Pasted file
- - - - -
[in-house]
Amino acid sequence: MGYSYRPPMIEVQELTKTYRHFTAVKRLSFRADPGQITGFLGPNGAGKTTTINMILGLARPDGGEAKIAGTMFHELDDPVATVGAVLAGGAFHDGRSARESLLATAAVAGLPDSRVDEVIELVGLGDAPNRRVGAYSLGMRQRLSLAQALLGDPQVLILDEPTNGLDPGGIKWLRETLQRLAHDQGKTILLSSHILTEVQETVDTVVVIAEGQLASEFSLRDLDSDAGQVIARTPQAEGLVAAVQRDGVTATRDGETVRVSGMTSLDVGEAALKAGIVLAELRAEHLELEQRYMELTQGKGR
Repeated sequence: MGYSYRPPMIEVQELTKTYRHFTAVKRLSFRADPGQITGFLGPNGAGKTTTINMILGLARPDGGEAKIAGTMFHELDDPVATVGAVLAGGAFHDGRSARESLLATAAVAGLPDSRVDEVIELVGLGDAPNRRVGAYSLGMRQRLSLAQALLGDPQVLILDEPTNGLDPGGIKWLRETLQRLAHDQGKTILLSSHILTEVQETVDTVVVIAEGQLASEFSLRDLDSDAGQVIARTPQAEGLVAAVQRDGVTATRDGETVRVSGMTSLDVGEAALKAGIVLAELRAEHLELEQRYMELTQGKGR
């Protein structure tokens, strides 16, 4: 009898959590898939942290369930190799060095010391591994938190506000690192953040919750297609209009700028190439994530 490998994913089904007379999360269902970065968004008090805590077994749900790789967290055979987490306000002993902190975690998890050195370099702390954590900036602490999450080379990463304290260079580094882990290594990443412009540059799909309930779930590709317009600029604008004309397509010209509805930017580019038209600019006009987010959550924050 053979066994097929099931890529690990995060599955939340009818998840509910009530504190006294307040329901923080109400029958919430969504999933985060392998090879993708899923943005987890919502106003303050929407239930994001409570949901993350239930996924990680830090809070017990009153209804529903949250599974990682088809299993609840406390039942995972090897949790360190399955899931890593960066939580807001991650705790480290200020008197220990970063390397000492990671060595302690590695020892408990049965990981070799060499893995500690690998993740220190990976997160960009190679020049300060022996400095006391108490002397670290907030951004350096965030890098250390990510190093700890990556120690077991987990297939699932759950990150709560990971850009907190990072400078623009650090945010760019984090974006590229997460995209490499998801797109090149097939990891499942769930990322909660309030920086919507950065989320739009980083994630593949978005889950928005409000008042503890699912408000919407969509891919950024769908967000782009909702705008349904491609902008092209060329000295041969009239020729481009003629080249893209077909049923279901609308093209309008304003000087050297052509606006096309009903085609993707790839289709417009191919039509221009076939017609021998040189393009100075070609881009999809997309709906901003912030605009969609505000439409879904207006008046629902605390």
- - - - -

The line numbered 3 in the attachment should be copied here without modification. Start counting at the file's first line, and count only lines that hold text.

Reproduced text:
Repeated sequence: MGYSYRPPMIEVQELTKTYRHFTAVKRLSFRADPGQITGFLGPNGAGKTTTINMILGLARPDGGEAKIAGTMFHELDDPVATVGAVLAGGAFHDGRSARESLLATAAVAGLPDSRVDEVIELVGLGDAPNRRVGAYSLGMRQRLSLAQALLGDPQVLILDEPTNGLDPGGIKWLRETLQRLAHDQGKTILLSSHILTEVQETVDTVVVIAEGQLASEFSLRDLDSDAGQVIARTPQAEGLVAAVQRDGVTATRDGETVRVSGMTSLDVGEAALKAGIVLAELRAEHLELEQRYMELTQGKGR